In this article I want to share an idea behind SRE that has made a strong impression on me. I have studied electrical engineering – Even though I’ve probably forgotten most of it. One of the concepts you learn in electrical engineering, is the concept of “feedback loops”.
Think of it as follows: you’re driving your car and you’ve got cruise control turned on. When you drive up a slight slope your car will lose speed. Cruise control will see the difference between your desired speed and the current speed. The bigger the difference, the more “gas” your car will give to come back to the speed you’ve configured. When I heard about the SRE concept “Error Budgets”, I knew there was something special about this SRE practice.
Measuring the user experience
The goal of SRE is to measure and improve the User Experience. Where historically we would implement monitoring based on the technical measures that are available out of the box. SRE explicitly looks to measure the user experience.
“100%? Disk full? Don’t bother me, someone will look at it in the morning.”
“Are the users impacted? Wake everyone up and fix it.”
The goal of an application or service is to provide a business value. This value is lost if the application does not function adequately. Within SRE we use Service Level Objectives (SLO’s) to quantifiably measure if business value is being lost. Or if we take this from a user perspective, SLO’s measures user satisfaction. SRE uses Service Level Indicators (SLI’s) to measure this. An SLI is defined as follows:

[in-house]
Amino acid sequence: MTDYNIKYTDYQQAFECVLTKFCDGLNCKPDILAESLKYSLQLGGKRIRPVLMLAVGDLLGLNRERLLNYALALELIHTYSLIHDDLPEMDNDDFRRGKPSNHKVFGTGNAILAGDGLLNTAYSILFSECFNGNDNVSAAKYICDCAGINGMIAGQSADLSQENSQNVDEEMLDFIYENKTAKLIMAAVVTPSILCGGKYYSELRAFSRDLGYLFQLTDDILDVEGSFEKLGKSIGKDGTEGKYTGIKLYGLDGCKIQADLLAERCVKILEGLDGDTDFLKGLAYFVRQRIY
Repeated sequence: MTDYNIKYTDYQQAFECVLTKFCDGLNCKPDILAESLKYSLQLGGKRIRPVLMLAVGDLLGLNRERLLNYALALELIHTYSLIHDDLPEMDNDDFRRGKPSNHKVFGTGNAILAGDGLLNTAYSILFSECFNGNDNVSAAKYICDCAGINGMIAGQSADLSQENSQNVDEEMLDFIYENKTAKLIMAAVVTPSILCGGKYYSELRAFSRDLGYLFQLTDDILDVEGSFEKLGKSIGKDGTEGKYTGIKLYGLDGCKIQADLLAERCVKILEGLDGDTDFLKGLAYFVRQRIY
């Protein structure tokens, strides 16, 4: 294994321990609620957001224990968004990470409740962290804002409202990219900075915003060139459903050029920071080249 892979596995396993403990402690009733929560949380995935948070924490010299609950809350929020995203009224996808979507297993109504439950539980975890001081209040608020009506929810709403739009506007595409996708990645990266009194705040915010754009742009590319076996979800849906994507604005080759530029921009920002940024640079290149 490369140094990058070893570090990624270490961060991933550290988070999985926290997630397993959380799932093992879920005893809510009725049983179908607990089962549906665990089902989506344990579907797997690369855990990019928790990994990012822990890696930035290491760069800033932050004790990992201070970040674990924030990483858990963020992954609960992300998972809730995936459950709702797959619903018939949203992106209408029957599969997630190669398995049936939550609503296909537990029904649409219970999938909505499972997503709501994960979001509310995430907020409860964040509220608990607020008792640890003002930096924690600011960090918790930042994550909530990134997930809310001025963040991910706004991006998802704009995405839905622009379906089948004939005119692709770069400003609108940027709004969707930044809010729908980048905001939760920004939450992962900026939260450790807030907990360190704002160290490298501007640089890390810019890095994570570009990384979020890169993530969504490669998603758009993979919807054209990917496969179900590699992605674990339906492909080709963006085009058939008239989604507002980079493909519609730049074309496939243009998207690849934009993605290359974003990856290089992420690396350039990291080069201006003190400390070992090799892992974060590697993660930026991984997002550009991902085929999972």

Defining what success looks like
Now that we have this percentage, the next thing we do is define how many “errors” we accept. This will become our “error budget”.
The error budget provides a clear, objective metric that determines how unreliable the service is allowed to be within a time window. This metric removes the politics from negotiations between the SREs and the product developers when deciding how much risk to allow.
Error budgets as feedback loops
The goal of SRE is to put in place a feedback loop that allows you to decide how much effort should be put in, to improve the user experience. If you run out of your error budget this means you should spend more time and effort in improving your user experience. One of the ways to implement this, is to add an improvement story to your backlog if you’ve run out of budget. Other implementations completely block all releases until the system is back in budget. How strict this would be for your organization is something you will have to figure out for yourself.
There’s one more part of elegance to this. Where “underspending” means your user experience will suffer. “Overspending” is wasteful. Building a system that is more reliable than required might bring no noticeable improvement to the user. Going from 99.99% to 99.999% might just also cost an extra 0 for your engineering effort. This requires increased monitoring, redundancy, automation and support. This is why, in my eyes, the feedback loop of the error budget is so elegant.